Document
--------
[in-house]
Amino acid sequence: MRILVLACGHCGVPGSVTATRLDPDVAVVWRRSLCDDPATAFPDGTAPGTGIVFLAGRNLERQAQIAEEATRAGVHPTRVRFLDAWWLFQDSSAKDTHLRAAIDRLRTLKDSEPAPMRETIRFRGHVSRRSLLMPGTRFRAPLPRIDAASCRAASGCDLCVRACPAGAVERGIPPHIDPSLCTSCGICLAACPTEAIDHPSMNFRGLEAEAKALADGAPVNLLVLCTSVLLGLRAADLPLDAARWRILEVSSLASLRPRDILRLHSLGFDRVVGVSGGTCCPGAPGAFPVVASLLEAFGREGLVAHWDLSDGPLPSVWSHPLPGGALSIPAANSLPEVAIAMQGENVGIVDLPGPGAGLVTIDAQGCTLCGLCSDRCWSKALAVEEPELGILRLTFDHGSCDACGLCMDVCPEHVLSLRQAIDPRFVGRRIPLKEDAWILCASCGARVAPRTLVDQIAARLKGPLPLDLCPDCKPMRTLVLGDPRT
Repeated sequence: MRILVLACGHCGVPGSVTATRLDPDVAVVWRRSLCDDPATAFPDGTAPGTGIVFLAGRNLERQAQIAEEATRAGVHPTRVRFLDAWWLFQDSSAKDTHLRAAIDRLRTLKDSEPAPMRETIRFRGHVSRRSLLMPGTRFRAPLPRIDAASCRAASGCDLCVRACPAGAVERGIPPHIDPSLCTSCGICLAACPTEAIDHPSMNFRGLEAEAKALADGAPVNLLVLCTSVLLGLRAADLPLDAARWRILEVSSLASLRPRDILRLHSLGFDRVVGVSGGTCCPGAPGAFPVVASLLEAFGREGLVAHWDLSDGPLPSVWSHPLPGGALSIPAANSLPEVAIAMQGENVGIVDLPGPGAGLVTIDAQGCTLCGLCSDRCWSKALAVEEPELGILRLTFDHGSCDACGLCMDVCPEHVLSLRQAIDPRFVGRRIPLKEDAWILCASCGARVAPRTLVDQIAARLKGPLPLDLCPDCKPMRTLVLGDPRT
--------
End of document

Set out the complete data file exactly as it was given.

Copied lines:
[in-house]
Amino acid sequence: MRILVLACGHCGVPGSVTATRLDPDVAVVWRRSLCDDPATAFPDGTAPGTGIVFLAGRNLERQAQIAEEATRAGVHPTRVRFLDAWWLFQDSSAKDTHLRAAIDRLRTLKDSEPAPMRETIRFRGHVSRRSLLMPGTRFRAPLPRIDAASCRAASGCDLCVRACPAGAVERGIPPHIDPSLCTSCGICLAACPTEAIDHPSMNFRGLEAEAKALADGAPVNLLVLCTSVLLGLRAADLPLDAARWRILEVSSLASLRPRDILRLHSLGFDRVVGVSGGTCCPGAPGAFPVVASLLEAFGREGLVAHWDLSDGPLPSVWSHPLPGGALSIPAANSLPEVAIAMQGENVGIVDLPGPGAGLVTIDAQGCTLCGLCSDRCWSKALAVEEPELGILRLTFDHGSCDACGLCMDVCPEHVLSLRQAIDPRFVGRRIPLKEDAWILCASCGARVAPRTLVDQIAARLKGPLPLDLCPDCKPMRTLVLGDPRT
Repeated sequence: MRILVLACGHCGVPGSVTATRLDPDVAVVWRRSLCDDPATAFPDGTAPGTGIVFLAGRNLERQAQIAEEATRAGVHPTRVRFLDAWWLFQDSSAKDTHLRAAIDRLRTLKDSEPAPMRETIRFRGHVSRRSLLMPGTRFRAPLPRIDAASCRAASGCDLCVRACPAGAVERGIPPHIDPSLCTSCGICLAACPTEAIDHPSMNFRGLEAEAKALADGAPVNLLVLCTSVLLGLRAADLPLDAARWRILEVSSLASLRPRDILRLHSLGFDRVVGVSGGTCCPGAPGAFPVVASLLEAFGREGLVAHWDLSDGPLPSVWSHPLPGGALSIPAANSLPEVAIAMQGENVGIVDLPGPGAGLVTIDAQGCTLCGLCSDRCWSKALAVEEPELGILRLTFDHGSCDACGLCMDVCPEHVLSLRQAIDPRFVGRRIPLKEDAWILCASCGARVAPRTLVDQIAARLKGPLPLDLCPDCKPMRTLVLGDPRT